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Yueh-Hsun Wu, Peggy Nelson, Kristi Oeding, Elizabeth Anderson, Katherine Teece, Chris Curry, Jinseok Oh, Rachel Gage, Gordon E Legge; Impact of the COVID-19 Pandemic on Social Isolation in Older Adults with Sensory Loss. Invest. Ophthalmol. Vis. Sci. 2021;62(8):3613.
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© ARVO (1962-2015); The Authors (2016-present)
Past studies have shown that social isolation and loneliness are risk factors for increasing mortality among older adults. Adults with vision loss and hearing loss are likely to experience greater social isolation and loneliness compared to healthy controls. During the COVID-19 pandemic, in-person interactions were discouraged due to the risk of infection, public-health messaging and governmental stay-at-home orders. This study was designed to understand the impact of the COVID-19 pandemic on the social interactions and emotional wellbeing in adults with sensory loss.
Three groups of older adults -- vision loss (N = 13, legally blind), hearing loss (N = 24, hearing-aid or cochlear-implant users), and controls (N = 18) -- were recruited from the Twin Cities Minnesota community (mean age = 68.18, range = 57 to 80). Participants were interviewed every 4 to 6 weeks from the end of April to the end of October using the same set of questions. The initial interview at the end of April included retrospective responses to the questions regarding participants’ status at the beginning of March, prior to pandemic restrictions, and the beginning of April, after the onset of pandemic restrictions.The survey questions addressed (1) demographic and health information, (2) average number of in-person and electronic social interactions per week, (3) sense of loneliness, (4) accessibility of daily services such as grocery shopping, (5) mental health, (6) worry levels about COVID infection, and (7) impact on daily activities.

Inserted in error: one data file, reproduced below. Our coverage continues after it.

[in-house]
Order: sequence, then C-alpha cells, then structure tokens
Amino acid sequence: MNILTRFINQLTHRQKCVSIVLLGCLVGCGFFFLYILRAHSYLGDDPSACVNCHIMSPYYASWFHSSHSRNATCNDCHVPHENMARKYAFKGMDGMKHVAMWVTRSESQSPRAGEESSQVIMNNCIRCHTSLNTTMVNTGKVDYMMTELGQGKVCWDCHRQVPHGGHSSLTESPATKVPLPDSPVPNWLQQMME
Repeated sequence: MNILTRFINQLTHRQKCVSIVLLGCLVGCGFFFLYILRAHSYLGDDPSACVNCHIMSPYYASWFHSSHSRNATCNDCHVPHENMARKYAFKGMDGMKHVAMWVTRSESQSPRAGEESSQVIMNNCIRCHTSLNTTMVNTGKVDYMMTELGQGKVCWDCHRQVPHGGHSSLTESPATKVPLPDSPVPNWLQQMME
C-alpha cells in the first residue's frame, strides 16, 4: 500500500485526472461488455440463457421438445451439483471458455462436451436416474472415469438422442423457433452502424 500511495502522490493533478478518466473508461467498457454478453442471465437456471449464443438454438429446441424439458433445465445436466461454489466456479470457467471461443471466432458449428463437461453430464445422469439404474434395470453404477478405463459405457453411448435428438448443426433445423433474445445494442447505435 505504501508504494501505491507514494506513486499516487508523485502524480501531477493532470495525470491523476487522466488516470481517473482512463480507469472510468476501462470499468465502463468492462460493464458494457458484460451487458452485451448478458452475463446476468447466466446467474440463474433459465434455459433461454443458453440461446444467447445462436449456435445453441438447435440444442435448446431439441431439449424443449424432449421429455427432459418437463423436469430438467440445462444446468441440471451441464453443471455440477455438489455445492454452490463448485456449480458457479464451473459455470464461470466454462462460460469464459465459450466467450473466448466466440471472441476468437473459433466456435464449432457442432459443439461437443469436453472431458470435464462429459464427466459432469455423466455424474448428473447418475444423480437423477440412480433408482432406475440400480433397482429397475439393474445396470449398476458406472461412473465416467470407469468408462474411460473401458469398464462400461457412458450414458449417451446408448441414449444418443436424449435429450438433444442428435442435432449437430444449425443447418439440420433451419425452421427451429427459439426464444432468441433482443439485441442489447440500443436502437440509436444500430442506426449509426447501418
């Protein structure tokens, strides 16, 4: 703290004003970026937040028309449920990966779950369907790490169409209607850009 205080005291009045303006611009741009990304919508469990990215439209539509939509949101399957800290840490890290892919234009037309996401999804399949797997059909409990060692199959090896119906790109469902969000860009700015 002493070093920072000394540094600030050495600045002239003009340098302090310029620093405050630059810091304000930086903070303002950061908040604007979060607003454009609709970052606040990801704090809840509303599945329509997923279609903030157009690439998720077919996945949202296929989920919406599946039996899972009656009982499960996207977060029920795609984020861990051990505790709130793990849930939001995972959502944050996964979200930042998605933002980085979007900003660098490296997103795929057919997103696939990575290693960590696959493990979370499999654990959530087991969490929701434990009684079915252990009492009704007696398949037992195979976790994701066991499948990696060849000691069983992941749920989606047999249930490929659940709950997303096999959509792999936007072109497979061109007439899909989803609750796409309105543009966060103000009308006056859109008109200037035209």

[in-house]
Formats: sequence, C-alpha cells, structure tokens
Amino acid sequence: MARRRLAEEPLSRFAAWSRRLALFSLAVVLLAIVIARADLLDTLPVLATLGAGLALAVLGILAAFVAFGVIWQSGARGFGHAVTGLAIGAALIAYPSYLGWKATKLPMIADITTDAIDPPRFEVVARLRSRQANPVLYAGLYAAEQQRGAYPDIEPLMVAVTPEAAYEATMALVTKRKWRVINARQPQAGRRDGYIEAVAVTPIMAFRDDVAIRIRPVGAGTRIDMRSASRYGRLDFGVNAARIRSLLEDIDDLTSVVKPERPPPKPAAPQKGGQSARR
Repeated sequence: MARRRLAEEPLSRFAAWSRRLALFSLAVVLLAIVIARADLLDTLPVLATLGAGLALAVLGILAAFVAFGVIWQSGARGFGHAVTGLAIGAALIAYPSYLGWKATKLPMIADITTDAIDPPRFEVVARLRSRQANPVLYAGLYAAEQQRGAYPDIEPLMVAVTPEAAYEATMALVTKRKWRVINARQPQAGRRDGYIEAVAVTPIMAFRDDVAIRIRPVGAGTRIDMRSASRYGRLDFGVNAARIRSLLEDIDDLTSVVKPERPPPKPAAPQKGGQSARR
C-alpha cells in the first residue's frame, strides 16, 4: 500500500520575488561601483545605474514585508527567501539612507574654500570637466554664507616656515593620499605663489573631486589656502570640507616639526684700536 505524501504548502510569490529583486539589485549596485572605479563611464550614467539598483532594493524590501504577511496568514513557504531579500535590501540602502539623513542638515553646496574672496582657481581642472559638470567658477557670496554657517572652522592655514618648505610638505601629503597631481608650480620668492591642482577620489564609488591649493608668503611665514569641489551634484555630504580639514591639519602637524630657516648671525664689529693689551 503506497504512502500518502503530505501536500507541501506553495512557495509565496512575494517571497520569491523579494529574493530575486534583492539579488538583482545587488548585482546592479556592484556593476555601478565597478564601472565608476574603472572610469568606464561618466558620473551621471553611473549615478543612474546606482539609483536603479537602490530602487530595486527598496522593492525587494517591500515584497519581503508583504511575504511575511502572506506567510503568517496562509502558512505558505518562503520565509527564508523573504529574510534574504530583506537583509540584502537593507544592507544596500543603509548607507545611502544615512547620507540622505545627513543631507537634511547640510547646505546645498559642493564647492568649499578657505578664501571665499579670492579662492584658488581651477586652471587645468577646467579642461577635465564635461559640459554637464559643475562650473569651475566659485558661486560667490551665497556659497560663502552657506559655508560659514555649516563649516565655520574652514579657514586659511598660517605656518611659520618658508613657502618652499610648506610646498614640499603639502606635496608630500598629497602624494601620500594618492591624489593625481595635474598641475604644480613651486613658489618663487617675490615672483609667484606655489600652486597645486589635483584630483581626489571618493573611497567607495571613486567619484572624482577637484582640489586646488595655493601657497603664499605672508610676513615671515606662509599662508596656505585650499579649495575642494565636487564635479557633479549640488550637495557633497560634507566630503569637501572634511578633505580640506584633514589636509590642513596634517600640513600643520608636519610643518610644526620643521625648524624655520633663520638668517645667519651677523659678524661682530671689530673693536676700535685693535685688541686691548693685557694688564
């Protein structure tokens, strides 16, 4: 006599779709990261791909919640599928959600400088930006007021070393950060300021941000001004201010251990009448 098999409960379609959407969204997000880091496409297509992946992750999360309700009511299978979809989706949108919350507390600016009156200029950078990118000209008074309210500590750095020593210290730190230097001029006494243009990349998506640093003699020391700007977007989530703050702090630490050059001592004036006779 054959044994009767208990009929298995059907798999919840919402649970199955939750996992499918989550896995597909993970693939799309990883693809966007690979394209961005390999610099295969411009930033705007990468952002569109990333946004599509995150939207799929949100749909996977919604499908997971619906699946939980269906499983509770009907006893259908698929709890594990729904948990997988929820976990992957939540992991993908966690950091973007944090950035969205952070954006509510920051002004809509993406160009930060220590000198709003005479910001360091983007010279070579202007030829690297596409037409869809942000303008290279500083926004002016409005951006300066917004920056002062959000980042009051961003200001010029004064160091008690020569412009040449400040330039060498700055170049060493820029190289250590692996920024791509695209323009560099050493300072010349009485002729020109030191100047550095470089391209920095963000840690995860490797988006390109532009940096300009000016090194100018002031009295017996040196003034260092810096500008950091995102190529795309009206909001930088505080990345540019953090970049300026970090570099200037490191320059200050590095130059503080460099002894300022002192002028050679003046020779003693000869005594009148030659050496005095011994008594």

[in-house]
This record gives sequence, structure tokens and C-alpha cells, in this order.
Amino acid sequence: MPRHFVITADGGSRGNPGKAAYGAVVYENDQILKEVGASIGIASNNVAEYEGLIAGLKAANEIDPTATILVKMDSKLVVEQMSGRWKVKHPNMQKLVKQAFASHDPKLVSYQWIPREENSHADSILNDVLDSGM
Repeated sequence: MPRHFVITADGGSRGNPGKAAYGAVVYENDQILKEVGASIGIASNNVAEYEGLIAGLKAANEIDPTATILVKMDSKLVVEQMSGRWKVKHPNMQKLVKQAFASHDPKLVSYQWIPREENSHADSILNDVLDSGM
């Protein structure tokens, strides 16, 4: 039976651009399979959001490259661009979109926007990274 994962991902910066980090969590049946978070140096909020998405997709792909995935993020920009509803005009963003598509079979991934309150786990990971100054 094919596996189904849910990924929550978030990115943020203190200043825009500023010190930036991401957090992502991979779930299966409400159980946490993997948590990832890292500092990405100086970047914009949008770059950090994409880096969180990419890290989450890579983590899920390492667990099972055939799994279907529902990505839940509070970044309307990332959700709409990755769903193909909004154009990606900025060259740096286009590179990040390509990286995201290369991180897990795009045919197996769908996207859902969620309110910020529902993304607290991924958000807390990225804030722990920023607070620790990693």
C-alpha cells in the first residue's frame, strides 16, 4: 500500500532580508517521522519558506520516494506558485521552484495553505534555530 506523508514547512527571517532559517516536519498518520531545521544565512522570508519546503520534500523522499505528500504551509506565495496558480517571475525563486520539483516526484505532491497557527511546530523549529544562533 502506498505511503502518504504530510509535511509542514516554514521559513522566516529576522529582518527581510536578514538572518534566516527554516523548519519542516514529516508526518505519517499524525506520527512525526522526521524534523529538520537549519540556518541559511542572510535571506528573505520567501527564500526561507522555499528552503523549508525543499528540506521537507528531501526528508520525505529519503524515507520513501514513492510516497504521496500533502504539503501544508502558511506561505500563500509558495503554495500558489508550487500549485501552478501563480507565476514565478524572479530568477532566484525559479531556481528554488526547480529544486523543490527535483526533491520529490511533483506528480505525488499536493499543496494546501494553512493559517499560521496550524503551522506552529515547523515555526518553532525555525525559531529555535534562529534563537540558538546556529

There was a significant decline of in-person social interactions in all three groups after the pandemic started, accompanied by a significant increase of electronic social interaction.From late April to October, the number of in-person interactions increased in the control and hearing-loss groups but remained depressed in the vision-loss group. The number of electronic social interactions did not change significantly during this time period.All three groups had worse scores on the patient health questionnaire (PHQ-9) after the start of the pandemic. Participants with vision loss demonstrated higher worry levels about touching things. Participants with hearing loss worried more about understanding speech from people wearing masks.
Our results have shown the widespread impact of the pandemic on social interactions and emotional wellbeing of older adults with sensory loss.
This is a 2021 ARVO Annual Meeting abstract.
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